The prescribing of generic medicines in Nigeria: knowledge, perceptions and attitudes of physicians

Joseph O Fadare, Adekunle O. Adeoti, Olufemi O. Desalu, Okezie O. Enwere, Aliyu M. Makusidi, Olayinka Ogunleye, Taofeek O. Sunmonu, Ilse Truter, Onyinye O Akunne, Brian Godman

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Generic medicines have the same efficacy and safety as originators at lower prices. However, there are concerns with their utilization in Nigeria. Evaluate physicians’ understanding and perception of generics. Questionnaire among physicians working in tertiary healthcare facilities in four geo-political regions of Nigeria. Response was 74.3% (191/257) among mainly males (85.9%). The mean knowledge score regarding generics was 5.3 (maximum of 9) with 36.6%, 36.1% and 27.2% having poor, average and good knowledge respectively. Cross-tabulation showed statistical significance (P = 0.047) with the duration of practice but not with position, subspecialty or sex. The majority did not agree that generic medicines are of lower quality than branded medicines. Therapeutic failure was a major concern in 82.7%, potentially discouraging prescribing of generics. Majority (63.9%) did not support generic substitution by pharmacists. Knowledge gaps were identified especially with the perception of generics. These need to be addressed.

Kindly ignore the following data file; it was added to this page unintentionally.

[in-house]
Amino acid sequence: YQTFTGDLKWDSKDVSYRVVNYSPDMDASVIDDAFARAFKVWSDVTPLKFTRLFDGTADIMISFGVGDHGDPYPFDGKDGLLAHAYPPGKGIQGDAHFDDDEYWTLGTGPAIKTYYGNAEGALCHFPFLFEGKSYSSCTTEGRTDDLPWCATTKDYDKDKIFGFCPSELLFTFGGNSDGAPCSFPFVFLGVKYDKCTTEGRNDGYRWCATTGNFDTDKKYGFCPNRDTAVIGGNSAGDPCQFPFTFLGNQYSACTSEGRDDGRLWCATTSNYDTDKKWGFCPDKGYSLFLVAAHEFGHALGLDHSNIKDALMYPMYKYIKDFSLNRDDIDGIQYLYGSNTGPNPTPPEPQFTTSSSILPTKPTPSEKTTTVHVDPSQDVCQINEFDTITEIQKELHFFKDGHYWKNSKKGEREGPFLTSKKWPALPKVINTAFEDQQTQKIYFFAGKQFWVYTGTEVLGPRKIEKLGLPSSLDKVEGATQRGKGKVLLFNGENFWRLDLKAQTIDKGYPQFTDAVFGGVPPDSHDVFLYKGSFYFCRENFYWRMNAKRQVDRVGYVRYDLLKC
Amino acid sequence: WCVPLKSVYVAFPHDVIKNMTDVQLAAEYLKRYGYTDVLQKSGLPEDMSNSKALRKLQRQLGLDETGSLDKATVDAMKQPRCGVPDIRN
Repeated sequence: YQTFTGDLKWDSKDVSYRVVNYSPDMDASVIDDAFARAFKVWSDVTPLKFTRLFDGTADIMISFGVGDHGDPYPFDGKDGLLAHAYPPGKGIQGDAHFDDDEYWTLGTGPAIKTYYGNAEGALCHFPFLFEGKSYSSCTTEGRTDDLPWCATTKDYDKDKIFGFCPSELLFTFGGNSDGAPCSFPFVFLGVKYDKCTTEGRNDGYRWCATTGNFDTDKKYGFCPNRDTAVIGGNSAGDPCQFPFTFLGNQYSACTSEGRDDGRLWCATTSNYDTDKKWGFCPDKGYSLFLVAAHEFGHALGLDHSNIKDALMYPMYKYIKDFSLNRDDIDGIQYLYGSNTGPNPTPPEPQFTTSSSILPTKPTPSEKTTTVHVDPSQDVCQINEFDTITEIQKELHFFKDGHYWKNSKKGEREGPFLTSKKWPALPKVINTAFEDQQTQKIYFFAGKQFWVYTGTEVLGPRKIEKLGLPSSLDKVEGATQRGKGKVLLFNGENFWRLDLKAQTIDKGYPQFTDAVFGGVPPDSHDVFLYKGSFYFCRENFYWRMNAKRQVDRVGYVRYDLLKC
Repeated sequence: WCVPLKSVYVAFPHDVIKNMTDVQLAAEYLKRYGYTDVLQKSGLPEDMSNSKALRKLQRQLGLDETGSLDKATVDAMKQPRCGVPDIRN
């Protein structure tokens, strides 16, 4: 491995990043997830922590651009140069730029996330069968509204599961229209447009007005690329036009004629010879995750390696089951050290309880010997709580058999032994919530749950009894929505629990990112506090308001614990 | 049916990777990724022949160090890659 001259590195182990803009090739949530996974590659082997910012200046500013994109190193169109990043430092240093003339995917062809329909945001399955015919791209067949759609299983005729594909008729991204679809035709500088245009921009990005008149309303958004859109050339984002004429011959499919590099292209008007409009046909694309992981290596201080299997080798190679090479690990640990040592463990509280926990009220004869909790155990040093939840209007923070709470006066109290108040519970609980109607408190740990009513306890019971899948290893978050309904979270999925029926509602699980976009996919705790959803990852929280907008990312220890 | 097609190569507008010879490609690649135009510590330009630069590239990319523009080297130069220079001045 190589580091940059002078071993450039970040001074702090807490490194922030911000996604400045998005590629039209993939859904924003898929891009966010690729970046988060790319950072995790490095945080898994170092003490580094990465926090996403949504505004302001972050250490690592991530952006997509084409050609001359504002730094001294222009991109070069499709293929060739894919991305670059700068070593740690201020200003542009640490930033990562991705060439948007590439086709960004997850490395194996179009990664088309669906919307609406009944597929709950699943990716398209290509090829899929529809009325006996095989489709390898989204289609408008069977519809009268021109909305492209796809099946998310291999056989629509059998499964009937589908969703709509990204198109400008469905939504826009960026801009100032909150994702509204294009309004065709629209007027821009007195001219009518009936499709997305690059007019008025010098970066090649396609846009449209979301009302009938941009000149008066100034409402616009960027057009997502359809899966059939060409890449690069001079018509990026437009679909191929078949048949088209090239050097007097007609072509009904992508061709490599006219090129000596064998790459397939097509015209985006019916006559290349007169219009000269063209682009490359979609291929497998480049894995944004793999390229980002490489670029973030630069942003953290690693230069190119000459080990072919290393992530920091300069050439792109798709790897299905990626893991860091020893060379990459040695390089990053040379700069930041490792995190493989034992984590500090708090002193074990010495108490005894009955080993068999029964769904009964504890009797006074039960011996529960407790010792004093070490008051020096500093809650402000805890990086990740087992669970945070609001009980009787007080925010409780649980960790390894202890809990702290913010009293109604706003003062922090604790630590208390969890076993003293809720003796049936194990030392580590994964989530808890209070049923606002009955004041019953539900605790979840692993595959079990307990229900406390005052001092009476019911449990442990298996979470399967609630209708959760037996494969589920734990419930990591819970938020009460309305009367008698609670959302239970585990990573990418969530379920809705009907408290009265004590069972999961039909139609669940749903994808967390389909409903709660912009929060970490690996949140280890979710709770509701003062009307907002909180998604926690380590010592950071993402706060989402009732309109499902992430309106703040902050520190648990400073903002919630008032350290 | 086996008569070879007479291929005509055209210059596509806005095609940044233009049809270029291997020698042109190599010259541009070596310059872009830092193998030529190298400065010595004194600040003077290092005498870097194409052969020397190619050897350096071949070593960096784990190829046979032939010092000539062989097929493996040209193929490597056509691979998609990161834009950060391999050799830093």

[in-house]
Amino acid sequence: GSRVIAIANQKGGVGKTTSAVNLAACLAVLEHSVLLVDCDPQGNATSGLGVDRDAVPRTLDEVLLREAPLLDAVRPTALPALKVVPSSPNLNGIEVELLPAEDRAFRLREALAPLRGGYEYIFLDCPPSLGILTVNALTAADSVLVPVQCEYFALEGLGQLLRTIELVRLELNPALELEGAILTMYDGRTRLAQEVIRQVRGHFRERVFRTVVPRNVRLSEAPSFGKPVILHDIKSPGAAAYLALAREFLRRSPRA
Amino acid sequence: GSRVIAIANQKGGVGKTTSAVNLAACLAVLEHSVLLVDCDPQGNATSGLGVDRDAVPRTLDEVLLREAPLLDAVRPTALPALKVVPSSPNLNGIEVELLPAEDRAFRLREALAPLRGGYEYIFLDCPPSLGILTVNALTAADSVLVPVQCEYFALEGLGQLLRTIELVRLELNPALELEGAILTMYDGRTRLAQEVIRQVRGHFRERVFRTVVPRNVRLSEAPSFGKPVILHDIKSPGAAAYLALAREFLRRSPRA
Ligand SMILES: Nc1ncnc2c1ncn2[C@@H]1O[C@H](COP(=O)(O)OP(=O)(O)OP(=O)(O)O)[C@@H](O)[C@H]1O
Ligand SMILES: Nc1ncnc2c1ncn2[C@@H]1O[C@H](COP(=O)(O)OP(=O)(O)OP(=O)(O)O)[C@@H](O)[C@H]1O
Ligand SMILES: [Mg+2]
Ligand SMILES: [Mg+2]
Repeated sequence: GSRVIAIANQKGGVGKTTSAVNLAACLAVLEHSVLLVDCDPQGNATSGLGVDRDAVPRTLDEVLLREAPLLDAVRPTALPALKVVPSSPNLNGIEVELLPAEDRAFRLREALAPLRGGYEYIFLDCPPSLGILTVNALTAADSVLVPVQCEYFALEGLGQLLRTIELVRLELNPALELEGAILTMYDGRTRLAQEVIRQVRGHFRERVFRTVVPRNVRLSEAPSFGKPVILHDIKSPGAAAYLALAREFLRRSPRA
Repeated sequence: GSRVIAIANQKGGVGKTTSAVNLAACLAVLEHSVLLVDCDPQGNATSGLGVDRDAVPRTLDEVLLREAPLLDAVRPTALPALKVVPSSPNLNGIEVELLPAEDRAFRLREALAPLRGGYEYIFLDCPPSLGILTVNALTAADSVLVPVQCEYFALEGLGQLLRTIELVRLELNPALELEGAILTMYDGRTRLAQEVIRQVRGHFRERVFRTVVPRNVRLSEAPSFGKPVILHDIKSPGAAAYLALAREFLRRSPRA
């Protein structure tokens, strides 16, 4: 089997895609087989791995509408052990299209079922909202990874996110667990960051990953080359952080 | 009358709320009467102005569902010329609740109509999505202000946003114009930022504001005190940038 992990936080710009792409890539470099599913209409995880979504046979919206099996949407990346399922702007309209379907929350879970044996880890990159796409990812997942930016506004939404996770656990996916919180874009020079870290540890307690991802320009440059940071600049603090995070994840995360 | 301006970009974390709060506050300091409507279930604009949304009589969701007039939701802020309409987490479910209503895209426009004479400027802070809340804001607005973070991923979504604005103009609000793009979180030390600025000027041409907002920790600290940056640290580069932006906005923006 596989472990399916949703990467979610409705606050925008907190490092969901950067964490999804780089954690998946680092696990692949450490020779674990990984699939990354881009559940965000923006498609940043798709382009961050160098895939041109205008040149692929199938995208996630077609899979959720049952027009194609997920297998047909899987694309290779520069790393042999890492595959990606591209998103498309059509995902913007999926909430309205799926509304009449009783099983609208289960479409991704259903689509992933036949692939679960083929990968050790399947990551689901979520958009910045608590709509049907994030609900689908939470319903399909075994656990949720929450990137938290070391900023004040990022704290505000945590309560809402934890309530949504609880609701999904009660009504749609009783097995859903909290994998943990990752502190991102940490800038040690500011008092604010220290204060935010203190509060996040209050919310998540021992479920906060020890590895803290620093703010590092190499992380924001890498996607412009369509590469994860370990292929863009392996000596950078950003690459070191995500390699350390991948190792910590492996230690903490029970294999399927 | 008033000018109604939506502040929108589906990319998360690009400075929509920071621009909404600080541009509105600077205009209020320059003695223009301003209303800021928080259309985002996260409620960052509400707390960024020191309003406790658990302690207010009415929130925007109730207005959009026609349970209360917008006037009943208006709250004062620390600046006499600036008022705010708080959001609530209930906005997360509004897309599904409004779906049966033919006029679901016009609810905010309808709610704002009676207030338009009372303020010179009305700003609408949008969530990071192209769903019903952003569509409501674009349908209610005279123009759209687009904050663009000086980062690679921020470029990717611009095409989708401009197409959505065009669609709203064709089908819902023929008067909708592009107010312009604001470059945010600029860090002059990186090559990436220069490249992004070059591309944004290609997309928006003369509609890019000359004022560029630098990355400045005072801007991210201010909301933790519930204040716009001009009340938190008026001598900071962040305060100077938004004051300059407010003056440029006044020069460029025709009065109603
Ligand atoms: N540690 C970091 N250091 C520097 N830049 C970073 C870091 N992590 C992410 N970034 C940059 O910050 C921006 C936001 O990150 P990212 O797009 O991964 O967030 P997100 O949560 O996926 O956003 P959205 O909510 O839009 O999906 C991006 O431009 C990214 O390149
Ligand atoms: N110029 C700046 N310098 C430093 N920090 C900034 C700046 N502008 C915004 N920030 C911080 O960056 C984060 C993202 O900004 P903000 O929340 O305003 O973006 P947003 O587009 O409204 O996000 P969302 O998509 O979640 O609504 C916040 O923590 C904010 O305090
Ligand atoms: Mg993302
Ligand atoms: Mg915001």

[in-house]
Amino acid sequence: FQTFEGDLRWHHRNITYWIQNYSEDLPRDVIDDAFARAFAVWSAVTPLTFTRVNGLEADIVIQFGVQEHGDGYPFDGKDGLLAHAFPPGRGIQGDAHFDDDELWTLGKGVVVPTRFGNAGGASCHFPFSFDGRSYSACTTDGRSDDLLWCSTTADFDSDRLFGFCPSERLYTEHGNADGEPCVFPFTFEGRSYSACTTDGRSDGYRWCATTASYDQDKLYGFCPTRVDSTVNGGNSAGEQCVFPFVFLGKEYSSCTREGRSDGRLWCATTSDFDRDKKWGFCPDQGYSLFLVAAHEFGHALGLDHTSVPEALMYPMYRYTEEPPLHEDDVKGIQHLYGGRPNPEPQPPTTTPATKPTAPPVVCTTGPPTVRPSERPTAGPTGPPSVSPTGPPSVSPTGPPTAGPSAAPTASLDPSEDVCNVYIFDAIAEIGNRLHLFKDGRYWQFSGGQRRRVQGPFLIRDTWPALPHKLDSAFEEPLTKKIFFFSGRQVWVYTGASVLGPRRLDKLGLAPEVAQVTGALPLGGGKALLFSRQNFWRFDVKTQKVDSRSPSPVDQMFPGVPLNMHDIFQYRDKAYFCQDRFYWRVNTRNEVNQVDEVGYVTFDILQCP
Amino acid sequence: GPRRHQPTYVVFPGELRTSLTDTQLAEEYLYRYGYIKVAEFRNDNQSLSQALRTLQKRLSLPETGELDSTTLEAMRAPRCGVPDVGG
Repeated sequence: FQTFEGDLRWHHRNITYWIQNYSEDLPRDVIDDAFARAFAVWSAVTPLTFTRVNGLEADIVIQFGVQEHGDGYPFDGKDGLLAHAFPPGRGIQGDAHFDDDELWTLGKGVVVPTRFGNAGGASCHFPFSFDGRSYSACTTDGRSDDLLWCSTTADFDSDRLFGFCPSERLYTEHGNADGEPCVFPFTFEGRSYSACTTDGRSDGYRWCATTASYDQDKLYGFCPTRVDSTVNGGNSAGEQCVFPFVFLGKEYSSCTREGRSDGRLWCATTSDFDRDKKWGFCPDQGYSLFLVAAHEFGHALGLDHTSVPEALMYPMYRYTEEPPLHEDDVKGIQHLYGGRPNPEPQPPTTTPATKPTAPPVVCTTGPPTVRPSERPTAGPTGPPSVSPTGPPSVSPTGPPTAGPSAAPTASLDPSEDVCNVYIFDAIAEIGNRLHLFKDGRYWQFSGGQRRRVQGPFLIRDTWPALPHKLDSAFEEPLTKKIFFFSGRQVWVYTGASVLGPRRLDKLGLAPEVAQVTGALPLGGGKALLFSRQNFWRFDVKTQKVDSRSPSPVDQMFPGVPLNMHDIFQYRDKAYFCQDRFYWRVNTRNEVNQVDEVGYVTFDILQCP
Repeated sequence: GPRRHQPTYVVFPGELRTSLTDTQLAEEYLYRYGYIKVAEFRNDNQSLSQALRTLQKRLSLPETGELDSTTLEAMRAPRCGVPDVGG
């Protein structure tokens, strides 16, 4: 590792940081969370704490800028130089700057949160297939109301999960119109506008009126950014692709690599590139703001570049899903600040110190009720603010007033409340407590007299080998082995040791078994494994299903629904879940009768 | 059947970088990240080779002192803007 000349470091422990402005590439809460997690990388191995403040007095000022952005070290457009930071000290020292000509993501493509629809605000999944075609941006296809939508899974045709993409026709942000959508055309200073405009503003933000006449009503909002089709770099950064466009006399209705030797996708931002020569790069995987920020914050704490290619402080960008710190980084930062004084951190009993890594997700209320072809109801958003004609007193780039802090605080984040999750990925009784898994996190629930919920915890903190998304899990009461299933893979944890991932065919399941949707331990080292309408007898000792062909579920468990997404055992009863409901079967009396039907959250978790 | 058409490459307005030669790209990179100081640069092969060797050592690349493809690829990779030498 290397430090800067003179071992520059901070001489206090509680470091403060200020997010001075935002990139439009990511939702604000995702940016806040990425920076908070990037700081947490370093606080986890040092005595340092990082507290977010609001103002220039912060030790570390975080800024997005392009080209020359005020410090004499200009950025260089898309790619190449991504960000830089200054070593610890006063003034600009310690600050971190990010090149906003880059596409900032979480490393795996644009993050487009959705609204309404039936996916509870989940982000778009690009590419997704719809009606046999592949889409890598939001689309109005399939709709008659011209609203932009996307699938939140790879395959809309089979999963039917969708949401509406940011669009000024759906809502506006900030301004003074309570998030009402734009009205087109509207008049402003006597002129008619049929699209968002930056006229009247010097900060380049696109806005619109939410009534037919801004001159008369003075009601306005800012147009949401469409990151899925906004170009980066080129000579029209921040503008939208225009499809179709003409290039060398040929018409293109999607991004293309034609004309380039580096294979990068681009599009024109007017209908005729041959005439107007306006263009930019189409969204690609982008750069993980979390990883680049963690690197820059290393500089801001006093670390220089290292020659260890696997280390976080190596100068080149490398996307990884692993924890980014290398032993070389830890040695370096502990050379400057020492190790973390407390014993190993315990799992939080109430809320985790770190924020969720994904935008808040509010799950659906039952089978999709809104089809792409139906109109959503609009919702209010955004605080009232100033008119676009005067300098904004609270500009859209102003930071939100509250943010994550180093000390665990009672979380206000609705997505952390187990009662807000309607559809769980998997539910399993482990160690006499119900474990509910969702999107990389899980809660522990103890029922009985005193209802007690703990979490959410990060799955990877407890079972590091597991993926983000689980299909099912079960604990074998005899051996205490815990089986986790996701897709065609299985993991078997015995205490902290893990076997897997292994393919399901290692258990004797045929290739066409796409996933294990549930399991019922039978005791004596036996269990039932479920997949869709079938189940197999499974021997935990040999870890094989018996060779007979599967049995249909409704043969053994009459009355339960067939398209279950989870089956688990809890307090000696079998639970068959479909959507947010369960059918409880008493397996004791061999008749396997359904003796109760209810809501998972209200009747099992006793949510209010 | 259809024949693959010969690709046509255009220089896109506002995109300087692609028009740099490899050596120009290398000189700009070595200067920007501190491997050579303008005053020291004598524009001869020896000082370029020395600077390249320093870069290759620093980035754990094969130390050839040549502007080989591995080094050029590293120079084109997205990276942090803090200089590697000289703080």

Original languageEnglish
JournalExpert Review of Pharmacoeconomics and Outcomes Research
Early online date28 Dec 2015
Publication statusE-pub ahead of print - 28 Dec 2015


  • generics
  • generic substitution
  • Nigeria
  • physicians’ knowledge and attitudes
  • prescribing


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